A group of Surrey students has achieved business success—and donated their profits to help underprivileged students attend post-secondary education.
The students were participants of the Junior Achievement (JA) company program, which gives high school students the opportunity to learn and apply business skills by having them create and operate an actual business enterprise.
The program runs the full gamut of creating a business. The students elect presidents and vice-presidents, conduct market research, raise capital by selling shares of their company to investors and sell their product.
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“It’s different from a school experience,” said 15-year-old Arman Turna. “We learn things about business at school, but we don’t learn to apply them in a real world situation. The Junior Achievement program gives us the opportunity to put those business skills to use.”
At the end of the program, the profits made are divided between shareholders and a charity of the students’ choosing.
“In this particular case, 70 per cent of the profits went to the [scholarship] society and 30 per cent went to the shareholders as dividends,” said JA mentor Tom Taylor.
After evaluating their market, the students decided upon a product: smartwatches. They sold 100 units in three weeks. You may have seen the JA students at the Cloverdale Flea Market or another local community event, selling their wares.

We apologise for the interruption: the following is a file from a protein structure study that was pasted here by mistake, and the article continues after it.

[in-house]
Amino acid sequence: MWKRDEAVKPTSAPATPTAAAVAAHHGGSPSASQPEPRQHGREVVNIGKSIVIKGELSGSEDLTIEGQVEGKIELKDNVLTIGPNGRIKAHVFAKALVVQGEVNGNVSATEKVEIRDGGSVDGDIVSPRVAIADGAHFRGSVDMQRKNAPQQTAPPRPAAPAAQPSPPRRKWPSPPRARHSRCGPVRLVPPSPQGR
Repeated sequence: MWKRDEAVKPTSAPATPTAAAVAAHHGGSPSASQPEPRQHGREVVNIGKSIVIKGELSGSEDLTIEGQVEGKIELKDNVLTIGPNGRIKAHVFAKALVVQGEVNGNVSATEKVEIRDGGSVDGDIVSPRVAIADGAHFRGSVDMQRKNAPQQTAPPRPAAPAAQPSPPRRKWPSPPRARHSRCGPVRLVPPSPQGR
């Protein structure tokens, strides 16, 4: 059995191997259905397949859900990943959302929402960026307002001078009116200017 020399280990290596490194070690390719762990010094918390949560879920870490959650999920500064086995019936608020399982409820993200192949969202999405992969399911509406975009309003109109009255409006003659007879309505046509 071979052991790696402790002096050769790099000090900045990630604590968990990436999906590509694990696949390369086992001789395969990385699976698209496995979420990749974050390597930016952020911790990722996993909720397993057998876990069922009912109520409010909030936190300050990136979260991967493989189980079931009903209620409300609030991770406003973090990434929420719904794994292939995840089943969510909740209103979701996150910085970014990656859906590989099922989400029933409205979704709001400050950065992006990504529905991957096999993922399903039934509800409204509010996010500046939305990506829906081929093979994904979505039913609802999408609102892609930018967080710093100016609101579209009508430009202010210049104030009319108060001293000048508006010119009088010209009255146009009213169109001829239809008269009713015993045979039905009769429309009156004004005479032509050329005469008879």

The one issue that the JA students ran into? They sold too many shares.
“They were overfunded,” said Taylor. “That never happens. They got a little too carried away, it’s a good thing.”
“It diluted the return to the shareholders,” mentor John Wallace explained. “So instead of making a 28 per cent return instead of 20. Now, if I promised you a 20 per cent return in six weeks, I think you’d be sitting here talking to me. It’s still great. It’s fabulous.”
After paying dividends to shareholders, the group decided to support the Canadian Scholarship Society with their remaining profits.
They made the decision “because Junior Achievement gave us the opportunity to learn something new and the Canadian Scholarship Society does something similar,” according to Turna.
“They give the opportunity for underprivileged students to attend post-secondary, who should get the opportunity that we’re getting,” he said.
“One hundred per cent of donations go directly to the students,” said CSS secretary Susan Marles.
“We’ve spent it already,” said CSS president Roman Terlecki. “We have a student who wants to become an engineer. He comes from a home that is struggling and he may not have been able to afford to go to university without this support.”
The JA program will return to Surrey next year. Taylor said that they were looking at running it at Semiahmoo Secondary and Southridge School in South Surrey, and again at Surrey Little Theatre, inviting students from both the Surrey and Langley school districts for a free enterprise program.
To learn more about attending the JA program, or about becoming a mentor, visit jabc.ca.